So there’s something about these stories, and these characters, that is comforting. The idea that of course things may get worse, but there will always be a voice on the radio to get us through it. There will always be volunteers sifting through archives to make sure our story is told. And at the end of a long day, there will always be a library to sit in.



Chambers, B. (2015). The Long Way to a Small, Angry Planet. London: Hodder & Stoughton.

Hunter, M. (2017, November). Seeing the Hopeful Side of Post-Apocalyptic Fiction. LitHub (via Grove Atlantic). Retrieved from

McCarthy, C. (2006). The Road. London: Picador.

Mitchell, D. (1999). Ghostwritten. London: Hodder & Stoughton.

St. John Mandel, E. (2014). Station Eleven. London: Picador.





life, post-academia: a short story

“Let’s talk goals,” Claire, my therapist, says.

This is my least favourite part of the session.

“I can never think of anything,” I protest. “What did we write down last week?”

Claire consults the file of notes she has on me which I’m dying to take a peek at. “Sleep meditation?”


Claire raises an eyebrow at me. I’ve spent hours talking about boring meditation is. “Really?”

“I tried, at least.”

“Okay. Did you fix your bicycle?”

The bicycle repair shop is too far for me to walk, and I keep forgetting to ask for a lift. “Not yet.”

“Did you see the GP?”

“My cold went away on its own.”

“Did you go swimming?”

“No, I had a cold.”


(We continue like this for ten minutes or so.)

“Let’s compromise,” Claire says eventually. She has the patience of a saint. “Your goal this week is to come up with two long-term goals.”

So far, my list looks like this:

  • Join a comedy club.

This is Claire’s idea, not mine. “You have such a great sense of humour!” I can’t think of anything worse than stammering out jokes in a dingy pub surrounded by balding, middle-aged men who are staring at my chest. (“How do you know that’s what it will be like?” We live in Portsmouth. Claire calls me a snob. I wholeheartedly agree, and then feel guilty because she’s only trying to help, and I promise to do some research that I never actually do. We have the same argument about joining a choir. And amateur dramatics.)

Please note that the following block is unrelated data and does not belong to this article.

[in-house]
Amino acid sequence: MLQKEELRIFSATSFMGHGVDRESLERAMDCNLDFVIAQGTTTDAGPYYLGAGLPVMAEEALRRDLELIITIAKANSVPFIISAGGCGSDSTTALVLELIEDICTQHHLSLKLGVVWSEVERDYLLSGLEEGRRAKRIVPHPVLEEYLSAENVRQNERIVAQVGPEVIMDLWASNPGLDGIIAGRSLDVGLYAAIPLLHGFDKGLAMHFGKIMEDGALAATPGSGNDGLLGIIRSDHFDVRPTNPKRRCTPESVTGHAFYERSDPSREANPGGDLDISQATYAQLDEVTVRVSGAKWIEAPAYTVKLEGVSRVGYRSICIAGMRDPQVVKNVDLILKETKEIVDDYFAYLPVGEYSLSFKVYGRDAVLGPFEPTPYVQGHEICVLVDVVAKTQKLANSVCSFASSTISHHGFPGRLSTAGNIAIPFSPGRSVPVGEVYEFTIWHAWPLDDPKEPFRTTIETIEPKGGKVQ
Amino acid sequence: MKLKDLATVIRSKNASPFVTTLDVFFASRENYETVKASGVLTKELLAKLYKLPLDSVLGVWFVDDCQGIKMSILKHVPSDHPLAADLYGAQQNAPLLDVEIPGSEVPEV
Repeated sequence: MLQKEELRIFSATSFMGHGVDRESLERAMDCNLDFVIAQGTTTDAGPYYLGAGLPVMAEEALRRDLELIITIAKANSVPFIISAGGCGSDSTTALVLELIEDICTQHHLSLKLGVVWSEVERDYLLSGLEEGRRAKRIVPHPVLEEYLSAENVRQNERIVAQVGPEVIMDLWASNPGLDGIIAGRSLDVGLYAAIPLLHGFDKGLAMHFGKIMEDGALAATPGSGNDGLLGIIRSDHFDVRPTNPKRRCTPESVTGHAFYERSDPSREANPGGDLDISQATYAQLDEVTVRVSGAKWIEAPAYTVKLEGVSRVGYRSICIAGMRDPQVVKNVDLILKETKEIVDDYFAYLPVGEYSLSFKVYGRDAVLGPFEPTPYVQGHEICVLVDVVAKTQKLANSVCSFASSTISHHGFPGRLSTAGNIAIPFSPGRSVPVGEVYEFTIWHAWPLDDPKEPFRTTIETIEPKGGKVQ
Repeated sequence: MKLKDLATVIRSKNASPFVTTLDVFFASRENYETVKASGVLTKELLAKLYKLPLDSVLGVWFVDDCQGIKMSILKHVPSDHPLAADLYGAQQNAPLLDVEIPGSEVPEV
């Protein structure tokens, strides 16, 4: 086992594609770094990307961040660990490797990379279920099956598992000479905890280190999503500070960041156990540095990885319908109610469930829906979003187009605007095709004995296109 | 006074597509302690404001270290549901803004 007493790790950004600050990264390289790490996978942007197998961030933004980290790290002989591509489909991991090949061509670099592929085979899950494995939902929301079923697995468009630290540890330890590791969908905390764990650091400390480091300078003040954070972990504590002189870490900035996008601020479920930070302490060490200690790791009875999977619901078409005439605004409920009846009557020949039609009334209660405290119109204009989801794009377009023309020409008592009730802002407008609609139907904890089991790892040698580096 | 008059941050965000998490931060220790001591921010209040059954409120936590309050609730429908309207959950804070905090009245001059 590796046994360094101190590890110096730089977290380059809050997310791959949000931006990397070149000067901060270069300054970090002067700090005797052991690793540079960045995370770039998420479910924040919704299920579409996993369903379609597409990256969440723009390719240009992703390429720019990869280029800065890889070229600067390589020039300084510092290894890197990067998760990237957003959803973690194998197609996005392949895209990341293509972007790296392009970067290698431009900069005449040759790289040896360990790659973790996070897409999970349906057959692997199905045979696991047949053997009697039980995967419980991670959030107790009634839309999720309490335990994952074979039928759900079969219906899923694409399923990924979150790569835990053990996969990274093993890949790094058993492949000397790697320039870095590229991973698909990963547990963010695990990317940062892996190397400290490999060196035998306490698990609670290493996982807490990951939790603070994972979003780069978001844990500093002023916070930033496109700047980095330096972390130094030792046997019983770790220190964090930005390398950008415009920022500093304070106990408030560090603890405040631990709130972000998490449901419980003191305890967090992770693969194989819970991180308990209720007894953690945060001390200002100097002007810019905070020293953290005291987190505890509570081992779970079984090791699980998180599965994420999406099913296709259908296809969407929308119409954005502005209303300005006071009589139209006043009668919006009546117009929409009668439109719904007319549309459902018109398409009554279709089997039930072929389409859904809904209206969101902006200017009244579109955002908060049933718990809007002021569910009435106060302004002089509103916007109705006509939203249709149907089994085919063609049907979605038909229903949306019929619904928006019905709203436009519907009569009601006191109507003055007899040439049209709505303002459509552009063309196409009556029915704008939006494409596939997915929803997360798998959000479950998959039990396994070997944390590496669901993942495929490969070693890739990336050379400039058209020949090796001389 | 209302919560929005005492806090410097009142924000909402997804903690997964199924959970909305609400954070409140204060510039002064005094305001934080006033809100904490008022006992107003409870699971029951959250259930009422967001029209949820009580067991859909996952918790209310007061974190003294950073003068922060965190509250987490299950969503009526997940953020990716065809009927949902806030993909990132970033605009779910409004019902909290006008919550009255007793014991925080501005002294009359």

• Get a research fellowship at the Harry Ransom Humanities Research Centre (Austin, Texas), where they have a huge archive of Valentine Hugo’s papers. Write a biography of Valentine Hugo.

Admittedly, as research fellowship applications will only open again in 2019, this is more of a long-long-term goal. A second list appears regardless.

Cons of moving to Texas:

  • Guns.
  • Homophobia.
  • Churches everywhere.
  • Hot.

Pros of moving to Texas:

  • Someone really needs to write this biography, and I would really like it to be me.

I keep it under long-long-term-goals, and then I get stuck for ten minutes while I obsessively refresh my email account for news on a job application and eat a coffee-shop sandwich I can’t really afford.

  • Dye my hair.

You literally just cut it, Adelaide. One mental-health-fuelled decision re: appearance a month, for the sake of your bank balance, please. Besides, that only takes two hours, and then you’d have to think of something new to tell Claire.

  • Go back to school?

It’s a comforting thought. I’m very attached to my academic life. The only three pieces of jewellery I wear semi-regularly are my Queen Mary class ring, and the graduation cap necklace I was gifted when I graduated in January.  (The third is a watch, which is mostly decorative, because it’s analogue and a weird shape and I’m not very good at telling the time in a hurry, okay?)

I think about the garbage fire that was my mental health during my master’s, and put it down on the long-long-term list with Texas. Besides, completing a PHd would probably still leave me overqualified, under-experienced, and unemployed. (But I would get to be a doctor! “Is there a doctor in the house?!” “Yes! What do you need catalogued?”)

  • Find more archives/libraries to volunteer at.

(“Pay me!” The capitalism goblin in my head screeches.) I am reminded that there is a knitting group at my local library, which could be fun, and then I sink into a deeper despair. A public library knitting group. I’m 22. Is that really the best I can do for a social life? (“Why don’t you make plans with your friends?” Claire asks. “Well, 99% of them live in London.” “Did your childhood friends all move away for university?” “Uh, sure.”)